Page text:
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    Warming up to Coldplay (Ireland article, plus new Wembley photos)

    coldplaynme.jpgHate him if you like, but at least Chris Martin has the good grace to bash out a decent tune and keep us entertained with his antics, says Ed Power of independent.ie. Why does everybody hate Chris? Say what you like about his band's faintly antiseptic music, but the Coldplay frontman seems a decent enough sort (albeit with a whiff of the batty yoga instructor about him).


    And yet, if asked which rock star we'd most like to smack on the nose, a sizable majority of us would walk right past Bono, Brandon Flowers and Johnny Borrell and plump for the softly spoken singer. What is it about Martin and his nice, middle-class Coldplay chums that stirs in us such violent thoughts?


    "Are we hurt when critics use Coldplay to mean something derogatory?" the band's bassist Guy Berryman asked last year, clearly flummoxed by all the vitriol flowing in the group's direction. "Of course. I think the reason was that we became so successful so quickly. That's what made people want to have a go. In this game you've got to be thick skinned, because, if you do well, you'll have those who want to bring you down."

    The daggers were certainly out when Coldplay unveiled the title of their latest LP, Viva La Vida or Death and All His Friends. Reeking of 70s progressive rock self-importance, it suggested a group that had made the very un-Noughties mistake of believing rock music was an art form to be taken seriously (also, didn't Ricky Martin have a song of the same name?) Not, to be fair, that they appeared too bothered by the derision. "I know it sounds pretentious, but I couldn't give a flying fuck," Martin said in 2008. "You can call it Viva la Vida; snappy and easy. You can call it Death and all his Friends. You can call it the Coldplay album. Or you can call it 'that piece of shit'."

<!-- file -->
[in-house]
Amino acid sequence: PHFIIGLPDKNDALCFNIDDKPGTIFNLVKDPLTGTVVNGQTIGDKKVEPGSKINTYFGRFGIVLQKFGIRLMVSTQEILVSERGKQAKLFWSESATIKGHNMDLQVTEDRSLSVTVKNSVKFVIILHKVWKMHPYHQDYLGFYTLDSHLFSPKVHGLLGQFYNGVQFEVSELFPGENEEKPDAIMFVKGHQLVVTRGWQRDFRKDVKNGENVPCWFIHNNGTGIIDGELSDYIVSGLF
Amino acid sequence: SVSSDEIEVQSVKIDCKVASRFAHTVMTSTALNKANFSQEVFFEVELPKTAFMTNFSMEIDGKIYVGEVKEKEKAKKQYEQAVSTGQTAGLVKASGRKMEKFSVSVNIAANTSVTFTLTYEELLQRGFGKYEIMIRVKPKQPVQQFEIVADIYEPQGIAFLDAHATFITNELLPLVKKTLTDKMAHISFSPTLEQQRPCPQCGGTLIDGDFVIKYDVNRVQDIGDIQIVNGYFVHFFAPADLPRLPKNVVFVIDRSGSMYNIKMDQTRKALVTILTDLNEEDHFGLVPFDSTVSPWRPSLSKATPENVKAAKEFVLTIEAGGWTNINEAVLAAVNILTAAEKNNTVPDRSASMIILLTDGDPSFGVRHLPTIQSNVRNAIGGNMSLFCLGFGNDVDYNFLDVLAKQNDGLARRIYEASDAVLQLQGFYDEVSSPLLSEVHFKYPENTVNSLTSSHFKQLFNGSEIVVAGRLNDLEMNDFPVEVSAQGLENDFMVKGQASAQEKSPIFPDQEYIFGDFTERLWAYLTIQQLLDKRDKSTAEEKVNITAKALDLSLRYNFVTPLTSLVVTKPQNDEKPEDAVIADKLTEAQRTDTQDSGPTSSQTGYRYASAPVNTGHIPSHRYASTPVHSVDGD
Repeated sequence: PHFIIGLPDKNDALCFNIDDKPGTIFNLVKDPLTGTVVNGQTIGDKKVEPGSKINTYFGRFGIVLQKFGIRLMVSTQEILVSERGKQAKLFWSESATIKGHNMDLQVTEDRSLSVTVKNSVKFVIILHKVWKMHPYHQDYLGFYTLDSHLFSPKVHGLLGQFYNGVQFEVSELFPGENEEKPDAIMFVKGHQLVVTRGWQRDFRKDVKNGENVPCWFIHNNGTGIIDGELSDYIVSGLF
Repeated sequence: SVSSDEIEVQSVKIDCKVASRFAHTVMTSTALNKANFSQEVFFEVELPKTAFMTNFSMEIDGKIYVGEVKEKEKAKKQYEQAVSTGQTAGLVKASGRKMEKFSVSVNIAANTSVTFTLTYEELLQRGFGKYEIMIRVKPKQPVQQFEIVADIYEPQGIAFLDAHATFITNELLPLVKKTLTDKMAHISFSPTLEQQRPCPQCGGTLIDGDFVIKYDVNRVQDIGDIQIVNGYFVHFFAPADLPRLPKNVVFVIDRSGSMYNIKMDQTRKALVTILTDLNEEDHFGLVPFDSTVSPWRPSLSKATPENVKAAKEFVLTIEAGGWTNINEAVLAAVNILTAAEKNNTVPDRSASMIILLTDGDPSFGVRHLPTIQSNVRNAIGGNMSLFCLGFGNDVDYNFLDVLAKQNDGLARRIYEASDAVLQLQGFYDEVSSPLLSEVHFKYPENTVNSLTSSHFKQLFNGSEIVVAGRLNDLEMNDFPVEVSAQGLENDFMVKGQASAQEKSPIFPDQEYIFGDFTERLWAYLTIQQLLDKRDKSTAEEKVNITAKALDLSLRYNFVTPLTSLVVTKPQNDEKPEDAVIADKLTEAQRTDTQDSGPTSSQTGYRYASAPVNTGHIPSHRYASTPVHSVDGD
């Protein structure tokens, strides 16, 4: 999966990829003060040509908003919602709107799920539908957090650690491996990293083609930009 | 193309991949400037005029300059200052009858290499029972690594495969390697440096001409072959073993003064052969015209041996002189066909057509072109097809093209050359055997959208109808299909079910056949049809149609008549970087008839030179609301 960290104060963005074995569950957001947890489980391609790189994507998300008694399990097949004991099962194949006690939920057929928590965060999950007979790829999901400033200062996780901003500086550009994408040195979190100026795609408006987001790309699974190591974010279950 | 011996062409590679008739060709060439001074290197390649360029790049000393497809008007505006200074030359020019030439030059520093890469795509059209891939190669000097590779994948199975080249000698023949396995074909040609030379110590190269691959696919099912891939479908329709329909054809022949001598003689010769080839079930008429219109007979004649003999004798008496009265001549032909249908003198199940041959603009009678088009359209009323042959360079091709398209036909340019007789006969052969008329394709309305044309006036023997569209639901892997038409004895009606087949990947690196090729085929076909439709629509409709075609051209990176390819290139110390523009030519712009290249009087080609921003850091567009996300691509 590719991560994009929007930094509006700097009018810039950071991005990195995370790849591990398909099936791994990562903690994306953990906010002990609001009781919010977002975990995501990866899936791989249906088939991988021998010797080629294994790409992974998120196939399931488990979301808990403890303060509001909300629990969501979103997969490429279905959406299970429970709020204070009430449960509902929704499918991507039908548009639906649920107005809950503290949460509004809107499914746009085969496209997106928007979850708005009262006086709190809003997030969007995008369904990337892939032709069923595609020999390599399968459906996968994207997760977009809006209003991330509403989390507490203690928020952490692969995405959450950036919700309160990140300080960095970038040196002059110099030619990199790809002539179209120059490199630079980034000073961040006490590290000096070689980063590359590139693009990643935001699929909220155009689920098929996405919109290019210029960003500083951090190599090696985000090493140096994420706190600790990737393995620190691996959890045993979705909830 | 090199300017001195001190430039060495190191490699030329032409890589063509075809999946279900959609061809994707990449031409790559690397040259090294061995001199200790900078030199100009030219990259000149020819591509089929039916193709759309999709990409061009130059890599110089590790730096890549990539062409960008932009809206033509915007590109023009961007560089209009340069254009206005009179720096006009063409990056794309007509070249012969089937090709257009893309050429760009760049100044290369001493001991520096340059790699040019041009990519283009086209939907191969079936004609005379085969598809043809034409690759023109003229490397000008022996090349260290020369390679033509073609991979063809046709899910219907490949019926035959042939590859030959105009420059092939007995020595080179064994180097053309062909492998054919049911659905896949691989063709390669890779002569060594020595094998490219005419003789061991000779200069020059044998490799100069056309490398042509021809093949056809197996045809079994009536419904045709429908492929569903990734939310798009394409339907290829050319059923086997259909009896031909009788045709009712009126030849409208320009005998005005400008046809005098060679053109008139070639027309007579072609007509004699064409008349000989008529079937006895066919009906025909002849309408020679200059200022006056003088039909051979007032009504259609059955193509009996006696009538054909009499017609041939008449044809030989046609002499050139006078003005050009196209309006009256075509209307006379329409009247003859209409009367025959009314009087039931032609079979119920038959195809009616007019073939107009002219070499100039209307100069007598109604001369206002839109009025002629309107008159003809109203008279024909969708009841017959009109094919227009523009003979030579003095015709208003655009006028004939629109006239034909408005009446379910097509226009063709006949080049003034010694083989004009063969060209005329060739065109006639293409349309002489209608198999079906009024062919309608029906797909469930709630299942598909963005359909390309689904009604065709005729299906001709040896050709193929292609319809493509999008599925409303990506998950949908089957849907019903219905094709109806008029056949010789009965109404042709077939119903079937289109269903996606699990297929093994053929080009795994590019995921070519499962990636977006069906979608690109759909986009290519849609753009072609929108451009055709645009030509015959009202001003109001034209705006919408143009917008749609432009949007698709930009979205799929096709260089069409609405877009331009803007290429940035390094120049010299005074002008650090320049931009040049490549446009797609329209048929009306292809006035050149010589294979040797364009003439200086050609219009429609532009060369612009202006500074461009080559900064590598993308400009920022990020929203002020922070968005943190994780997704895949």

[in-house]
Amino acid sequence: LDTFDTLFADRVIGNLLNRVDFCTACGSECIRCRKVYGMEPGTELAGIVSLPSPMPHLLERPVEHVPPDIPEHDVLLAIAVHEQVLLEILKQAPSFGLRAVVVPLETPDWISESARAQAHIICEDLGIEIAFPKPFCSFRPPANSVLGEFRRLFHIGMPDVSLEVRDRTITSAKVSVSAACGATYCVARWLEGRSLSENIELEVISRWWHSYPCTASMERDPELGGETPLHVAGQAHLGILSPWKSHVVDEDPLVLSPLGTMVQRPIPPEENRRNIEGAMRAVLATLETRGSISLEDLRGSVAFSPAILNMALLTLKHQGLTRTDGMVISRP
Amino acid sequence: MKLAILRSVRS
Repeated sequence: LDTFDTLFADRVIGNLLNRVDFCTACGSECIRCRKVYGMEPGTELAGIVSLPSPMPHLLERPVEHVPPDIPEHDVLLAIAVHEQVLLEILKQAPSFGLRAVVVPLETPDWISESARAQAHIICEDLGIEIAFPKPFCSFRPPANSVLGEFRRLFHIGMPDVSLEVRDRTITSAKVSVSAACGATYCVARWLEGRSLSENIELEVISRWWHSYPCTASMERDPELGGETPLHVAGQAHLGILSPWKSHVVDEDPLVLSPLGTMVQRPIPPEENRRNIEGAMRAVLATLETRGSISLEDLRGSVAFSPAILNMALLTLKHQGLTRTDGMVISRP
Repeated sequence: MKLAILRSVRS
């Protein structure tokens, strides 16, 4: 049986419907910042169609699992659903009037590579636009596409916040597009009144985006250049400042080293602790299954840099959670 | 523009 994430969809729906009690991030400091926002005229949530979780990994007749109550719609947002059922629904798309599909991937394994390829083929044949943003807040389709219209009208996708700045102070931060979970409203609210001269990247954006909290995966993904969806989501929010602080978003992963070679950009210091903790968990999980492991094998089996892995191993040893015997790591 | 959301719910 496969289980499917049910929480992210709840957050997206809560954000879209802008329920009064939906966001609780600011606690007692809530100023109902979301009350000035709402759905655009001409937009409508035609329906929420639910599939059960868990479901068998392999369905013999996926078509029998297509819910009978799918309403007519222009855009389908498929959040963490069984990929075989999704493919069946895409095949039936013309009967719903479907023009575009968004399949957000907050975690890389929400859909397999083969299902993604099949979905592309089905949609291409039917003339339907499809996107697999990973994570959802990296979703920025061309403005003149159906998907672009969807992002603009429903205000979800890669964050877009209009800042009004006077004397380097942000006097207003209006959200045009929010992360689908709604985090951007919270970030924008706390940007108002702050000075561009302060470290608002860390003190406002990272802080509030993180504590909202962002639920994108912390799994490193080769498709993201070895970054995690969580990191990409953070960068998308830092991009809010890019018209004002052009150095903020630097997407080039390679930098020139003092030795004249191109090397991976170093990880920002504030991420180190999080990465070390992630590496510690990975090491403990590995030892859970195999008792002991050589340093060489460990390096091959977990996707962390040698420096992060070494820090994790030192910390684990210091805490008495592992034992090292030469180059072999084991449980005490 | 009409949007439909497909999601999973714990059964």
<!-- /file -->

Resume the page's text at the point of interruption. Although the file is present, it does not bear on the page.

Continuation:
Sometimes you suspect Martin, in his mild, passive-aggressive way, actually enjoys winding up the media and public. He walked out on two interviews last year, on one occasion because a journalist had touched, very briefly, on his marriage to Gwyneth Paltrow, which was rumoured to have hit the rocks (claims rubbished by friends and acquaintances). Rather than storming off, however, on each occasion he actually stepped back in once he'd calmed down -- too polite to throw a proper rock-star strop.